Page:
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To help elderly patients, CMS should prohibit PBM fees - not reform them

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Alan Rosenbloom, President/CEO of the Senior Care Pharmacy Coalition: PBMs have too much power.
Alan Rosenbloom, President/CEO of the Senior Care Pharmacy Coalition: PBMs have too much power.

Over just the past few years, the nation's three largest pharmacy benefit managers (PBMs) – CVS Caremark, Express Scripts and Optum Rx – have come to control more than 80% of prescriptions dispensed in America. For seniors living in the nation's long term care (LTC) facilities, and served by LTC pharmacies, this percentage jumps to more than 90% – a true oligopoly.

This unseemly PBM hegemony in seniors' prescription drug market is one reason why the Senior Care Pharmacy Coalition (SCPC) is praising the Centers for Medicare & Medicaid Services (CMS) in our new comments regarding the recent Medicare Parts C and D Proposed Rule. Specifically, we strongly back the agency's recognition of ongoing pharmacy price concessions to PBM middlemen, and for citing PBMs' “abusive misuse” of myriad pharmacy “fees” and add-ons.

However, while CMS in well-intentioned fashion proposes to “redirect” or “reform” these fees, we believe that for the benefit of elderly LTC pharmacy patients in skilled nursing facilities (SNFs), assisted living facilities (ALFs) and other congregate care settings, the fees should be eliminated, not “reformed.” Here's why:

PBMs increasingly have extracted “pharmacy payment adjustments” and other concessions from pharmacies, especially independent LTC pharmacies, through anti-competitive market manipulation, without justification or benefit to Part D beneficiaries or the Medicare program itself. CMS is correct – and the evidence overwhelming -- that so-called “pharmacy incentive payments” have “grown faster than any other category of DIR (Direct or Indirect Remuneration) received by prescription drug plan (PDP) sponsors and PBMs.”

The agency is also correct that because the amounts of pharmacy incentive payments exceed “bid” calculations (meaning that the PBMs are pocketing fees rather than passing them through to beneficiaries in the form of reduced premiums), they do not benefit Part D beneficiaries or the Medicare Part D program. Rather, these payments are being misused by PBMs to wantonly contribute to already lavish PDP and PBM profits.  

It is essential to note that while CMS identifies these fees as “price concessions,” they are not price concessions at all. Unlike drug manufacturers, pharmacies have no product “prices” to concede. Instead, these fees represent an unjustified abuse of market power through which PBMs – and the PDPs they represent – extract extra sums from pharmacies for no purpose other than to enrich themselves at the expense of LTC pharmacies. 

In short, PBMs impose extra fees because they can. Given the absence of any free market-based justification, a foundational Medicare Part D premise, these fees should not be “redirected” – they should be prohibited outright.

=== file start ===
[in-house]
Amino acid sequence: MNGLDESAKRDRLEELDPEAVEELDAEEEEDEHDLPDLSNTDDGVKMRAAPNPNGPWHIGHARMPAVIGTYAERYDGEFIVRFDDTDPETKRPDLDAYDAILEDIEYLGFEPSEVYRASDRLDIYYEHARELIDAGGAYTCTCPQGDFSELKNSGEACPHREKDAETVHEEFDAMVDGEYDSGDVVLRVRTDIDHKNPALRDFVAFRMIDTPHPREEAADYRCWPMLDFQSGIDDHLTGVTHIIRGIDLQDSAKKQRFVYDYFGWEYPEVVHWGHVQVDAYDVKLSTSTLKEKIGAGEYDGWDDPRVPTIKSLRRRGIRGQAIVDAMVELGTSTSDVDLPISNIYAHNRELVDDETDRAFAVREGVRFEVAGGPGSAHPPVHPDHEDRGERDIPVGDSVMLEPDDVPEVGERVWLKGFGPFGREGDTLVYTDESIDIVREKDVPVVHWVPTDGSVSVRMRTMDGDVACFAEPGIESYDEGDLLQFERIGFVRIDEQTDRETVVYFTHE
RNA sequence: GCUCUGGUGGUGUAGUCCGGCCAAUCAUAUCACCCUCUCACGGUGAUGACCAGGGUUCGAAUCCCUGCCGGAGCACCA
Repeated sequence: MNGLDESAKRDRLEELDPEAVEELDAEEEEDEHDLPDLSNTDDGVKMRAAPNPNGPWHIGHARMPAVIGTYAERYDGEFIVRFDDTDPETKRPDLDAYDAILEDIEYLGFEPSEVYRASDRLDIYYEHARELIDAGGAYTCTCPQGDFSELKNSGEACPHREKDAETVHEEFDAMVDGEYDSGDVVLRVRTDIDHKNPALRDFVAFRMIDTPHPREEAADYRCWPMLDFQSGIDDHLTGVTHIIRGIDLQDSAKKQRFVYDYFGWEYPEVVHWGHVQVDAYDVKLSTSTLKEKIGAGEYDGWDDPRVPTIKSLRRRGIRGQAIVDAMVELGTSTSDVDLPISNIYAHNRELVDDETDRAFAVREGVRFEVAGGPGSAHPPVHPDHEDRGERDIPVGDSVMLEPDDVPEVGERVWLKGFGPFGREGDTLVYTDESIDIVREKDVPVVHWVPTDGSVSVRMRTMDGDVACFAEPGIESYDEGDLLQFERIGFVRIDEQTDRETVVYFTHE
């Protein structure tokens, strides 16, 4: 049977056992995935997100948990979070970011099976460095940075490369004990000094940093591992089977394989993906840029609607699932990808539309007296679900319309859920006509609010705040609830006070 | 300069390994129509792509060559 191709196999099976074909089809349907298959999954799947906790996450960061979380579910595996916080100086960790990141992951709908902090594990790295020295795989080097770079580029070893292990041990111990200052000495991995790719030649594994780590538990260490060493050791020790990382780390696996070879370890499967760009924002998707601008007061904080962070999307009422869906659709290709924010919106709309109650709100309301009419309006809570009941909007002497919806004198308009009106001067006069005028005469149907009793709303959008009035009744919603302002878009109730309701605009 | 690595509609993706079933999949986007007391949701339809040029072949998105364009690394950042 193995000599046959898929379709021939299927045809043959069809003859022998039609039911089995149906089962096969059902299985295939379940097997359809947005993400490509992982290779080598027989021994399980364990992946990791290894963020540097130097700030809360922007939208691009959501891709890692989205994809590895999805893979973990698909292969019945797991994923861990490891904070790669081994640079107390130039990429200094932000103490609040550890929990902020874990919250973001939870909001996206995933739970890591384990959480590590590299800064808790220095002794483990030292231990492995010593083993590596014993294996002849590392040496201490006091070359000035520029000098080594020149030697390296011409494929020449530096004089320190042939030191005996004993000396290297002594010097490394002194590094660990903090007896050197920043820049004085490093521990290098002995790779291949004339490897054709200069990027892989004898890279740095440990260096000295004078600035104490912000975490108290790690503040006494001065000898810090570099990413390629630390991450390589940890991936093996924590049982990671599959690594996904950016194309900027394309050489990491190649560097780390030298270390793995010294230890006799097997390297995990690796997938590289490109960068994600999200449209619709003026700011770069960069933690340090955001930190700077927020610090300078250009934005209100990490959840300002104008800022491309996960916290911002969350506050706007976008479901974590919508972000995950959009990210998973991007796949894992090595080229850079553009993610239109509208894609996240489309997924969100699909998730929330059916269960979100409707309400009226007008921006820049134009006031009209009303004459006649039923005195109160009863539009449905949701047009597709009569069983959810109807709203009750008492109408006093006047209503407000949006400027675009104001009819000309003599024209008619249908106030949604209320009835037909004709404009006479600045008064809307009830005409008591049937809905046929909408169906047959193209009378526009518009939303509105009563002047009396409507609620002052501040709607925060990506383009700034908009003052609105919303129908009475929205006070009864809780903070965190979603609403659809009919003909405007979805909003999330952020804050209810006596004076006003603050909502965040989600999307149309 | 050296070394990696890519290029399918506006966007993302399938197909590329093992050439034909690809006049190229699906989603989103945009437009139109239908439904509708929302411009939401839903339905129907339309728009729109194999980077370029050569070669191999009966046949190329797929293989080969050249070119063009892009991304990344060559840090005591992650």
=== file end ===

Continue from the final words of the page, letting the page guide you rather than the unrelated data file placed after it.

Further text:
Additionally, CMS's conceptual “point of sale” (POS) policy solution would not be effective for the LTC pharmacy sector and the elderly beneficiaries they serve. As CMS knows, a very large percentage of LTC residents are “dual eligible” for both Medicare and Medicaid. Duals, in fact, do not pay for their medications at all, and they do not pay Part D premiums, co-pays or deductibles. Further, they are exempt from the “donut hole” in the Part D program.

Thus, for these beneficiaries, “passing through” pharmacy fee DIR's at the point of sale (POS) makes no sense – since it is not possible for their out-of-pocket costs to be lower than $0. While we appreciate CMS's creative proposed POS policy options, none will achieve the agency's policy goals for LTC residents or LTC pharmacies.

CMS should simply prohibit the pharmacy fees outright. While passing on savings to beneficiaries may be appropriate for manufacturer rebates, the same is not true of pharmacy fees. SCPC's comments focus on the justification for CMS eliminating pharmacy fees altogether, which is a solution to the underlying problem more consistent with the intent of the Part D program, and the free market principles on which the program is based. In this context, CMS should eliminate all unjustified fees PDPs/PBMs impose on LTC pharmacies – not only post-point-of-sale fees.

SCPC's views differ from other national pharmacy sector voices when it comes to addressing and resolving these PBM fee issues. Our position simply reinforces the fact LTC pharmacies and their patients are a distinct subset within the pharmacy community, requiring a unified voice and approach, but a different framework for dealing with issues that impact LTC pharmacies – from PBM fees to the federal definition of LTC pharmacy. The days when LTC pharmacies are considered part of a monolithic “pharmacy sector” are behind us, and PBM pharmacy fees are a good place to start. 

Alan Rosenbloom is President & CEO of the Senior Care Pharmacy Coalition.



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Guest columns are written by long-term care industry experts, ranging from academics and thought leaders to administrators and CEOs.